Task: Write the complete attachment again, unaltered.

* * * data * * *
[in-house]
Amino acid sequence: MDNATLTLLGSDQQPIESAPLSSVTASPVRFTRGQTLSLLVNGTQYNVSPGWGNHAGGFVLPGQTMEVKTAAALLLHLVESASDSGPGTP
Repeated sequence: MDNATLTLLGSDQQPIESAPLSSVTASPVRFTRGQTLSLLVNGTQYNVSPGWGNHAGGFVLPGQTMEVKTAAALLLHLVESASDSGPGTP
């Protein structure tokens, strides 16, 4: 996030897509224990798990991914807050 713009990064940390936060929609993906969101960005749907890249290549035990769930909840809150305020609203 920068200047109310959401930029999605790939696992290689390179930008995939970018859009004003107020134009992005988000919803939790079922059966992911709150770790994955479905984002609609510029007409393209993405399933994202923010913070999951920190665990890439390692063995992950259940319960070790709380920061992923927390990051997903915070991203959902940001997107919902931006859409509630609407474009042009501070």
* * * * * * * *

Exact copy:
[in-house]
Amino acid sequence: MDNATLTLLGSDQQPIESAPLSSVTASPVRFTRGQTLSLLVNGTQYNVSPGWGNHAGGFVLPGQTMEVKTAAALLLHLVESASDSGPGTP
Repeated sequence: MDNATLTLLGSDQQPIESAPLSSVTASPVRFTRGQTLSLLVNGTQYNVSPGWGNHAGGFVLPGQTMEVKTAAALLLHLVESASDSGPGTP
């Protein structure tokens, strides 16, 4: 996030897509224990798990991914807050 713009990064940390936060929609993906969101960005749907890249290549035990769930909840809150305020609203 920068200047109310959401930029999605790939696992290689390179930008995939970018859009004003107020134009992005988000919803939790079922059966992911709150770790994955479905984002609609510029007409393209993405399933994202923010913070999951920190665990890439390692063995992950259940319960070790709380920061992923927390990051997903915070991203959902940001997107919902931006859409509630609407474009042009501070």